Horry Scale

Horry Scale: Curry caps Warriors comeback with step-back jumper

Stephen Curry got the exact shot he wanted to help save the Warriors against Houston.

Stephen Curry hits the step-back jumper to lift the Warriors at the buzzer.

A reminder on The Horry Scale: It breaks down a game-winning buzzer-beater (GWBB) in the categories of difficulty, game situation (was the team tied or behind at the time?), importance (playoff game or garden-variety night in November?) and celebration. Then we give it an overall grade on a scale of 1-5 Robert Horrys, named for the patron saint of last-second answered prayers.

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Golden State appeared in very real danger of falling further into its midseason slump on Friday night. The Warriors trailed Houston, the worst team in the Western Conference, by as many 15 points just 24 hours after losing to an injury-decimated and nearly lottery-bound Pacers team in overtime. They had dropped six of their last nine games, slipping closer to the third-place scrum between Memphis and Utah.

Until Stephen Curry donned the cape when they needed it most.

GAME SITUATION: The Warriors trailed by seven with just four minutes remaining before their defense produced several stops that allowed them to pull even. Otto Porter Jr.’s free throws tied the game, and the teams traded empty possessions until Golden State had the ball with 5.1 seconds left. The Bay Area crowd stood, poised to witness its hero produce yet another moment they could share with their descendents years from now.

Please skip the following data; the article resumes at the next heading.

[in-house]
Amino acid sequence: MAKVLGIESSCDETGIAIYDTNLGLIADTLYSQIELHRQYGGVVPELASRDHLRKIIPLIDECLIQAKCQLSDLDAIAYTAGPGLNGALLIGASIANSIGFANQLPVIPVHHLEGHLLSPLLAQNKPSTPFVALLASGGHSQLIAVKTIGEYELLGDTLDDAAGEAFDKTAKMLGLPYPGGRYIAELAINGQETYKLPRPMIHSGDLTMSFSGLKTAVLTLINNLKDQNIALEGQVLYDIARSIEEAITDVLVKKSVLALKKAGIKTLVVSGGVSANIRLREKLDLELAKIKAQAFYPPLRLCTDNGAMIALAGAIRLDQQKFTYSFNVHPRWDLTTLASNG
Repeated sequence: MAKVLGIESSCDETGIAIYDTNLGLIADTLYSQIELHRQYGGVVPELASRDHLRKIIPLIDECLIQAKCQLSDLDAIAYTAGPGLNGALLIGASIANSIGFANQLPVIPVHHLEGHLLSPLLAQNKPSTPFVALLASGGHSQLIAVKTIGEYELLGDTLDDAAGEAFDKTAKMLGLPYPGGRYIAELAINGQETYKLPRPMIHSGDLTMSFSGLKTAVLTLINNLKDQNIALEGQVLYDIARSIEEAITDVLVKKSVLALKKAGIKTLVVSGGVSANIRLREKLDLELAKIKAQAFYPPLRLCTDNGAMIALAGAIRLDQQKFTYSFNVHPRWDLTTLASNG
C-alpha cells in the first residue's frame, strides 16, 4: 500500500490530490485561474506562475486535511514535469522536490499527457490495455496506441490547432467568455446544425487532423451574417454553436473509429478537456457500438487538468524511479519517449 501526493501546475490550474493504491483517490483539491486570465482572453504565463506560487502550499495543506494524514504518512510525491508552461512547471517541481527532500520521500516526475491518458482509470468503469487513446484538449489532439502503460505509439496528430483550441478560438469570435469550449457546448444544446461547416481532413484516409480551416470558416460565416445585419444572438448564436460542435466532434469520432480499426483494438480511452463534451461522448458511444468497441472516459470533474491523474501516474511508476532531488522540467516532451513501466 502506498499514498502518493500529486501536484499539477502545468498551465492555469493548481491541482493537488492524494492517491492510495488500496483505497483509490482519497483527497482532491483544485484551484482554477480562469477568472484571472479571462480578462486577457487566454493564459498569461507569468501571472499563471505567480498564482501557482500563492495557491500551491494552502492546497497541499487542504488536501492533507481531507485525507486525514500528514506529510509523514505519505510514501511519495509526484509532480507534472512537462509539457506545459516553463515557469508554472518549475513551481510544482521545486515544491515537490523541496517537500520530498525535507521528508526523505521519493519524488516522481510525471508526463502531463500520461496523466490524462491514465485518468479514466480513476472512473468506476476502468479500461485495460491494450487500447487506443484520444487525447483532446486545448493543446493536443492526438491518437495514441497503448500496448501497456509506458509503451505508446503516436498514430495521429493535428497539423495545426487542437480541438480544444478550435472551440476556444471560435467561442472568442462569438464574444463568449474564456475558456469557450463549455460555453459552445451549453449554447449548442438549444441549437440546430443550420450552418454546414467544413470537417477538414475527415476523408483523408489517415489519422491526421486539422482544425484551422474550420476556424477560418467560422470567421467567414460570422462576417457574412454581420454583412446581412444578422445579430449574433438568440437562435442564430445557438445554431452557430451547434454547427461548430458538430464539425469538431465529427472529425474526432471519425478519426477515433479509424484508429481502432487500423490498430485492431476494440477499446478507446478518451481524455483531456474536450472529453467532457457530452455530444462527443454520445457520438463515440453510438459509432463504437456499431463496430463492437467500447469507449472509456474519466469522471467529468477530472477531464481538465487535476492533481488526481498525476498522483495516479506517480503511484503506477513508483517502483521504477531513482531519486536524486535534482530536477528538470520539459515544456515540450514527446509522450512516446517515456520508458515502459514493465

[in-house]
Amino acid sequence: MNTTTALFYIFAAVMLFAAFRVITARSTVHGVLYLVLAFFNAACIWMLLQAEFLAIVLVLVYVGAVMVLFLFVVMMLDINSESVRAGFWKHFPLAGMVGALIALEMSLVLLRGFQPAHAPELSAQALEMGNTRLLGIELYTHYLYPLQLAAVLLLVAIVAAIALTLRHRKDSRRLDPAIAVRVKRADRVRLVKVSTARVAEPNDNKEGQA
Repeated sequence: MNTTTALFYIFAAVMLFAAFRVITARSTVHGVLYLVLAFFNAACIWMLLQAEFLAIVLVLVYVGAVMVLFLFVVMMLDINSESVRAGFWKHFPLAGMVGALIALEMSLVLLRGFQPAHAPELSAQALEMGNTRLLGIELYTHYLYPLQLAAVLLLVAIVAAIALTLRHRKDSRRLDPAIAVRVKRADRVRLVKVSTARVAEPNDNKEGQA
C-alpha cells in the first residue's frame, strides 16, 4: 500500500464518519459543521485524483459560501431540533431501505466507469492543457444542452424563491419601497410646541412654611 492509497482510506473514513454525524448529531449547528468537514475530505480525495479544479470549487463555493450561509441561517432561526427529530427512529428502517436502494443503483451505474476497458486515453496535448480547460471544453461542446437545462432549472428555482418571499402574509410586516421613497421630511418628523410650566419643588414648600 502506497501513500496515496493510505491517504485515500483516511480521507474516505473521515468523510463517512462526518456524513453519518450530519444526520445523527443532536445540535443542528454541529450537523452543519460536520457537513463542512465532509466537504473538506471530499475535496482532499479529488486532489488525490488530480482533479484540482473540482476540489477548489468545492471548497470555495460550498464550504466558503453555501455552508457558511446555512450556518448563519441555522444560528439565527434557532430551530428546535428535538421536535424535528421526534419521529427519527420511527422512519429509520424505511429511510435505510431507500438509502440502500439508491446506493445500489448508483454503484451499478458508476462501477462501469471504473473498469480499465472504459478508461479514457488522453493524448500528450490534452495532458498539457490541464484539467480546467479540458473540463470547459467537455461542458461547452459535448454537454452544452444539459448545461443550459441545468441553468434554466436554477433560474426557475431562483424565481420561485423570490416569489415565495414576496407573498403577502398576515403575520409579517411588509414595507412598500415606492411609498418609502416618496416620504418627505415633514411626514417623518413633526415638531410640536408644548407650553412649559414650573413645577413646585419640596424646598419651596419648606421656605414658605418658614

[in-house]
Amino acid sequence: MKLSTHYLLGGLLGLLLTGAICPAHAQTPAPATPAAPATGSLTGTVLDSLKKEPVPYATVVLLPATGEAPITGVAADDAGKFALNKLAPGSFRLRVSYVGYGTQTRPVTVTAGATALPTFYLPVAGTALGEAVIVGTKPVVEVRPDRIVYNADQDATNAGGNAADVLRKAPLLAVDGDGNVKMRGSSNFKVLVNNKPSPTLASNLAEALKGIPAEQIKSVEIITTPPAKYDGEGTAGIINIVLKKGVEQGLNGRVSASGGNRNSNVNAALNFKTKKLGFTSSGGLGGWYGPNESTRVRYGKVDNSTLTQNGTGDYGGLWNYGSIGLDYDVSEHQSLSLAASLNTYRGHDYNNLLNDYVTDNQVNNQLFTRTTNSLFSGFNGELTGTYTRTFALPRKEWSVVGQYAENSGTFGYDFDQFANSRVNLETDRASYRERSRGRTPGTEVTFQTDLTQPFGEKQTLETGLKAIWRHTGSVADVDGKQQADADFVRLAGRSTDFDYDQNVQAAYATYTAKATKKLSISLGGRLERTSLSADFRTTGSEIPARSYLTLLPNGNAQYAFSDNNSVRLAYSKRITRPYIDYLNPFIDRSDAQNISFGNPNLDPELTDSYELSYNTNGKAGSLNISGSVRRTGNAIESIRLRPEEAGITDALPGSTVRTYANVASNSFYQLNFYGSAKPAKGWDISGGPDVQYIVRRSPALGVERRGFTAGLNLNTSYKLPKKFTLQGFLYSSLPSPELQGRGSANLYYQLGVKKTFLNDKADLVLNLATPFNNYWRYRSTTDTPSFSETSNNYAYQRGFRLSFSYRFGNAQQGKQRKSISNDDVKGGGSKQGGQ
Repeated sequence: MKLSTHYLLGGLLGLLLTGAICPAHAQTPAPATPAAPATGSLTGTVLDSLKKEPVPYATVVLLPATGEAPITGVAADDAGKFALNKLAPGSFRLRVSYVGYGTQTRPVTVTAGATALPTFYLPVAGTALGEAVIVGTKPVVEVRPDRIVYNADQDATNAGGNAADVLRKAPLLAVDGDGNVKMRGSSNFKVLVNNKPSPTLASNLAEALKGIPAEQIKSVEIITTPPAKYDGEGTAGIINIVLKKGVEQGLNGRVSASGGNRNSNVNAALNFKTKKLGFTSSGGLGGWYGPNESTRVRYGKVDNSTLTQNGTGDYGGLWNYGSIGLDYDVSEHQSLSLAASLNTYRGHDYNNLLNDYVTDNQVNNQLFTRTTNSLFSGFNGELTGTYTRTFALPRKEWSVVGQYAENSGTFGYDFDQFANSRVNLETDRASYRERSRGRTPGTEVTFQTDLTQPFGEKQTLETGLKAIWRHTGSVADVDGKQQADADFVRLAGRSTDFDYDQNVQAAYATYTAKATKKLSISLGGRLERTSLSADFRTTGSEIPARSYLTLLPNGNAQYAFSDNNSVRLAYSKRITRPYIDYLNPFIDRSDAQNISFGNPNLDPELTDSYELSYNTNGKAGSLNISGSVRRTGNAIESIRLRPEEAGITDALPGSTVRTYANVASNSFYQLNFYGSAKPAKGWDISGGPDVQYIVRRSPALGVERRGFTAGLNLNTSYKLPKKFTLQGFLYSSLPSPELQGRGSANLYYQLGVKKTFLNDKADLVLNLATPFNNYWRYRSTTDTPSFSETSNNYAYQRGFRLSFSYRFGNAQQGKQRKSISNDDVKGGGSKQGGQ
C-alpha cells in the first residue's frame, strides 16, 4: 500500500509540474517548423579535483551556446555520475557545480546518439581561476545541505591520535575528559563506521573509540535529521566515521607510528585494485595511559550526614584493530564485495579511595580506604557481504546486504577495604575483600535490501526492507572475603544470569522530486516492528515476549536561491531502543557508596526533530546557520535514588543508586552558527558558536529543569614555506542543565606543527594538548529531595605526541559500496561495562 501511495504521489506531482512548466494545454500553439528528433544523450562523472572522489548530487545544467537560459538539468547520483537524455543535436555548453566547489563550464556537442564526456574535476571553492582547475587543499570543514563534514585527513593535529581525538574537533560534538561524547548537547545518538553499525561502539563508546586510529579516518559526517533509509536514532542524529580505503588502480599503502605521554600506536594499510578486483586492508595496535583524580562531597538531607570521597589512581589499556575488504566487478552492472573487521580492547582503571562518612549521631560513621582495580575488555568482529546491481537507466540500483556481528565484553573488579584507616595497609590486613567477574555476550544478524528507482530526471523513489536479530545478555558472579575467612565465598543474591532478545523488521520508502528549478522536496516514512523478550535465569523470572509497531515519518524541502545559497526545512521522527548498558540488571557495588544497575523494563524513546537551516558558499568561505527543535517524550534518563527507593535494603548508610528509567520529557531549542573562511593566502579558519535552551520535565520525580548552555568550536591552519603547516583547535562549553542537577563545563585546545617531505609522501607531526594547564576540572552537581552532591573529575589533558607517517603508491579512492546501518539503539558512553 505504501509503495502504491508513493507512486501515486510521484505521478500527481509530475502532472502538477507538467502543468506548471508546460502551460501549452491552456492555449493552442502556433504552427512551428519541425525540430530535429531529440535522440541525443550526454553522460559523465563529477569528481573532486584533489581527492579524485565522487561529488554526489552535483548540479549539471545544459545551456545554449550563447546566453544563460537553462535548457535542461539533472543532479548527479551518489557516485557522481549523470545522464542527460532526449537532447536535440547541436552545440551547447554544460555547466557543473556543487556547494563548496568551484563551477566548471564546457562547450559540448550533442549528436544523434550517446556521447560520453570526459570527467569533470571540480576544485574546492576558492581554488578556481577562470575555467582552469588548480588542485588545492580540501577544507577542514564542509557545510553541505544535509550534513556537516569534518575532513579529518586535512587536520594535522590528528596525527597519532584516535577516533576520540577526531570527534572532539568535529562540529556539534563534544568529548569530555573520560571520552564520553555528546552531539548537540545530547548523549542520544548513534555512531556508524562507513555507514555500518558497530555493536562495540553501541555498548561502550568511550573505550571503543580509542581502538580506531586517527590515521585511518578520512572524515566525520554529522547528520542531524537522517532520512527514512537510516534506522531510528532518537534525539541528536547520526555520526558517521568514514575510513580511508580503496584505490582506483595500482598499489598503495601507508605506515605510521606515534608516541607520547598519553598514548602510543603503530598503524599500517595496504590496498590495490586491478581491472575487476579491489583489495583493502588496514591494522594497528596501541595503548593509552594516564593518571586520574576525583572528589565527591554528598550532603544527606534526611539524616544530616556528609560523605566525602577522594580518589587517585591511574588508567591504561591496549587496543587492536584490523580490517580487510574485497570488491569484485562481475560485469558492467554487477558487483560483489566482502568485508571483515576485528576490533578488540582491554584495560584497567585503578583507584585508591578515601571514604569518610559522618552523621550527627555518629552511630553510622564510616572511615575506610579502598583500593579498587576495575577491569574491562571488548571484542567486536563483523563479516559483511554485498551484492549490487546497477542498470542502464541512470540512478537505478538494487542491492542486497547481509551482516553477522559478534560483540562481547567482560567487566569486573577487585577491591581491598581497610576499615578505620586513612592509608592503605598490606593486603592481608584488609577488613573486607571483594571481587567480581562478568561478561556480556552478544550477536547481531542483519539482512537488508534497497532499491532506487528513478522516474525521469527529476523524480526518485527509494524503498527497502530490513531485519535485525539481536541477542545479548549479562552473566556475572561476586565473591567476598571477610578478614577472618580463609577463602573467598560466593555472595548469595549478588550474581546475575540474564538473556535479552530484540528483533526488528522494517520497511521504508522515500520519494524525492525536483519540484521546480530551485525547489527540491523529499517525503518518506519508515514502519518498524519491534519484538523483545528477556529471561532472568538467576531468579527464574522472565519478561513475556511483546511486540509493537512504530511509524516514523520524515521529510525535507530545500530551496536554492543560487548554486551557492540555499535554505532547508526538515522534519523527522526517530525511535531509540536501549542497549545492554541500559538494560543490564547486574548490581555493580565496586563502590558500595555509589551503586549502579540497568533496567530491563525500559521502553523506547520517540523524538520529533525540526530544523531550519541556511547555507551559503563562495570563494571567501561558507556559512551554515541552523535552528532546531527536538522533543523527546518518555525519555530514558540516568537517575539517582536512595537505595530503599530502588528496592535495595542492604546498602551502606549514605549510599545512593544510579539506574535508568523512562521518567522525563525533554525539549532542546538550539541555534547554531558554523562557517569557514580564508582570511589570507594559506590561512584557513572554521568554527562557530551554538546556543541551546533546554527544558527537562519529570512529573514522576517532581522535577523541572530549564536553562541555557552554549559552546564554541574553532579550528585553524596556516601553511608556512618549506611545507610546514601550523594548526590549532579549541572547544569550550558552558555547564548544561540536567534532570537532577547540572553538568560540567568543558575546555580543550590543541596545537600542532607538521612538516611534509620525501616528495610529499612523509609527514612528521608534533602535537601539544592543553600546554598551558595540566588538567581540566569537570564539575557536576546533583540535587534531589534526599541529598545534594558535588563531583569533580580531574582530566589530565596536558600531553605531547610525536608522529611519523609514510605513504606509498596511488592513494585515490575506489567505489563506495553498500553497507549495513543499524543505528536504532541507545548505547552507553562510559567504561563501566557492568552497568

DIFFICULTY: The generous amount of time remaining allowed Curry the cushion he needed to receive the ball, fake, take three dribbles left and toward the basket before stepping back to create an ocean of space for the shot. The open 19-footer rippled nothing but net. The shot itself was relatively easy, but the move to set it up was deceptively simple. Practice creating space with only your off-hand dribble against someone trying desperately to stop you and see you how well you do.

CELEBRATION: The home crowd erupted in admirable fashion as Curry jogged to the opposite corner of the court, where he was quickly surrounded by his teammates. A celebratory mosh pit ensued, with none jumping higher than the inactive Klay Thompson (rest). Curry eventually separated for his own giddy dance routine and a triumphant yell, clearly never too cool to let the joy of the moment wash over him.

GRADE: Even without Thompson and Draymond Green (injured), it was surprising to see the Warriors nearly stunned by Houston less than a day after learning a hard lesson from the Pacers. Curry’s saving shot was far from his most difficult, though it was his first to come at the horn in his entire career. A win over an inferior team in January may dock a bit from this one, but it will count just the same in the wins column for Golden State. Two and a half Horrys.